Early years | RAF | Civvy St. | Retirement | One man's cancer | Family Names

Amy's Thoughts on her lovely Grandad


Grandad is not the kind of person you can easily forget, he’s loud and funny and incredibly happy. I have so many memories of Grandad and Grandma. Grandad used to do this thing where he’d sneak up on you and yell in an army officer voice ‘what are you doing?’ as a joke, I’m sure I’ll have heart problems when I’m older now. Grandad is a very good ‘tickler’ I’m sure my cousins/siblings will agree with me on that one.
We were close me and Grandad, we had lost of trips out including ‘the fat giraffe’ a little shop in Padiham, they made the best cheesecake in the world, downed it in one (well tried to)!!
We had lots of days out, including In April, I got really interested in my family’s history so we went around finding out where they came from. A little bit of what makes me me. In 2010 we went out again doing some more family history.
When Grandad was diagnosed with cancer, it was a bit of a shock. Grandad was so strong, he never got ill.
But in the years he never looked really any different apart from the occasional wee-bag attached to his foot. As I live in France it’s easier to see the difference in people over time, and when I came back at summer time, I noticed he’d lost a lot of weight and he was bald. One thing that never changed, was his attitude. He was so positive about life, he never complained about anything, I think that’s what helped him to get this far, he’s done so well. I had a brilliant day out with him and Cynthia in August, and I saw him at Christmas time which is the most important to me.
Grandad’s presence is like taking a dozen happy pills, he’s ALWAYS smiling, and I mean ALWAYS.
His positive attitude has kept him alive. Even on when he was in hospital and I spoke to him on the phone, I was in such a state I’m surprised he could understand me but he was so calm and confident, and when I asked him how he was he immediately said ‘’yep yep I’m fine, full of beans, just full of the shakes, my cornflakes go EVERYWHERE’’ I was laughing through the tears.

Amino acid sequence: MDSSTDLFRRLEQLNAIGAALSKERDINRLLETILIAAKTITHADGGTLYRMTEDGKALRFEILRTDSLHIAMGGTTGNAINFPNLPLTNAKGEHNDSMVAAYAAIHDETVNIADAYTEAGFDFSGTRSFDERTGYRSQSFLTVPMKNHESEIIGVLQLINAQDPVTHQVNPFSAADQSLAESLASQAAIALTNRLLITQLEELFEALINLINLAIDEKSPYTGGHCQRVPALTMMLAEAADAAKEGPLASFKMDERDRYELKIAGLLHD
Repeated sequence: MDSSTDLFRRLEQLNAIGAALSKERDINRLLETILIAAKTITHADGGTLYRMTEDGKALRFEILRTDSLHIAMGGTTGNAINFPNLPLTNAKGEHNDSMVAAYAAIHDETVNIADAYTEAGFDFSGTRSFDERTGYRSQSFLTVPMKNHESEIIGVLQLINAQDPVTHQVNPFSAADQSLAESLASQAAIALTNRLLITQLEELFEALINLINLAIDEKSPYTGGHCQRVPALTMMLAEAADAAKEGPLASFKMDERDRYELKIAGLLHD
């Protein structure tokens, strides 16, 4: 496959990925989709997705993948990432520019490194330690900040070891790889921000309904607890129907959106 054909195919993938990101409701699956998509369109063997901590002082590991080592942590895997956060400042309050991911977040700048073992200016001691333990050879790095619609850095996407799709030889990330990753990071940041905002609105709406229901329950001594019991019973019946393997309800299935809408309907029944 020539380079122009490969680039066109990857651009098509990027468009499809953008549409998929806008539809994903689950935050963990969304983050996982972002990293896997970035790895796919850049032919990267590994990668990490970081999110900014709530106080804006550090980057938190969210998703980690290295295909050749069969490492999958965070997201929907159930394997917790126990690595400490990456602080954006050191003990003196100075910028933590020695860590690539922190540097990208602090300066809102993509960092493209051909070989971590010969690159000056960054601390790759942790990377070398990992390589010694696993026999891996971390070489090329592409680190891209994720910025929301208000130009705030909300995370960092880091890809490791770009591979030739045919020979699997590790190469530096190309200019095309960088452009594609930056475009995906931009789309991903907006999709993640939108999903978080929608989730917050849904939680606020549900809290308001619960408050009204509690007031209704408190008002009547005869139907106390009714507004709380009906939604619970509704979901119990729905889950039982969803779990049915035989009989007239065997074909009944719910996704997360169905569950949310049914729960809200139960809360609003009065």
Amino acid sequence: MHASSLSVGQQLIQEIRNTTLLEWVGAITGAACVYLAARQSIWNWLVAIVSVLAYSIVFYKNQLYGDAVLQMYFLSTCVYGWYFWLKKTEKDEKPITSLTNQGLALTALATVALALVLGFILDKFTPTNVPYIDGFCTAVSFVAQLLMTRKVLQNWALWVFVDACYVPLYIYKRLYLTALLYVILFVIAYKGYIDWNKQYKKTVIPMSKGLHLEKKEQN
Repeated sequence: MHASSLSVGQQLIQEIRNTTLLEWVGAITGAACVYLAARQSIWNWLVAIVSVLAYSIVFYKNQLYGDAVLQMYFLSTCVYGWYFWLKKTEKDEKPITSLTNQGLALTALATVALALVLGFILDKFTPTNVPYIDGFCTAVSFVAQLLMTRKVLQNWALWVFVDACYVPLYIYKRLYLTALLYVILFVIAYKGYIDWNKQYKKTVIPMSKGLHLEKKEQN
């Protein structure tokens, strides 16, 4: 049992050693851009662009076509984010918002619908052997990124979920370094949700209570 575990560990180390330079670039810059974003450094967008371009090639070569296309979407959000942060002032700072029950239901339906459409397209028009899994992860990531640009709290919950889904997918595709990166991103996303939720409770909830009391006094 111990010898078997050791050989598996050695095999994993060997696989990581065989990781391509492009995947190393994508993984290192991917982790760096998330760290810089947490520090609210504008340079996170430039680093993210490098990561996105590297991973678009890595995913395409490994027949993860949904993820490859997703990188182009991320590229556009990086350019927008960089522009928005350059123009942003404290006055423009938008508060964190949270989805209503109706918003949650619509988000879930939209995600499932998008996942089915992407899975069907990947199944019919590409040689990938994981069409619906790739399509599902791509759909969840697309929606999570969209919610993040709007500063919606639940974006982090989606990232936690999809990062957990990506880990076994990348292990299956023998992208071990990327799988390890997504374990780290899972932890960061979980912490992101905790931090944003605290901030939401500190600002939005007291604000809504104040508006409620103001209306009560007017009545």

I know my Grandad didn’t study hard at school and get the best job with loads of money, but he was happy and that’s the most important thing, he always said try and do something you want to do. It’s a lot more fun.
When I first found out that Grandad died, it didn’t hit me, I was thinking ‘oh well at least he’s at peace now’ never really dawned on me that i’d never see him again, until I spoke to Dad, and then the tears were never ending. He’s been such a great Grandad to me, to all of us. And he will always be remembered as a kind, funny and very happy man.

Love you Grandad x


A Year on...


We gathered where we scattered his ashes with a view of the Arches where Frank grew up in Whalley and planted daffodils and tulips.


Amy was with us virtually by smartphone, and she wanted to say a few words:

This is going to be just a short word on my Grandad Frank, the happiest man I've ever known. It's been a year since he died, I've yet to go back and experience life without him seeing as I live in France, but I miss seeing him pop up on skype, him e-mailing me because I'd send him a sneaky email whilst at school.
I know he's gone but to all of us he never left.
We miss you. Xxxxx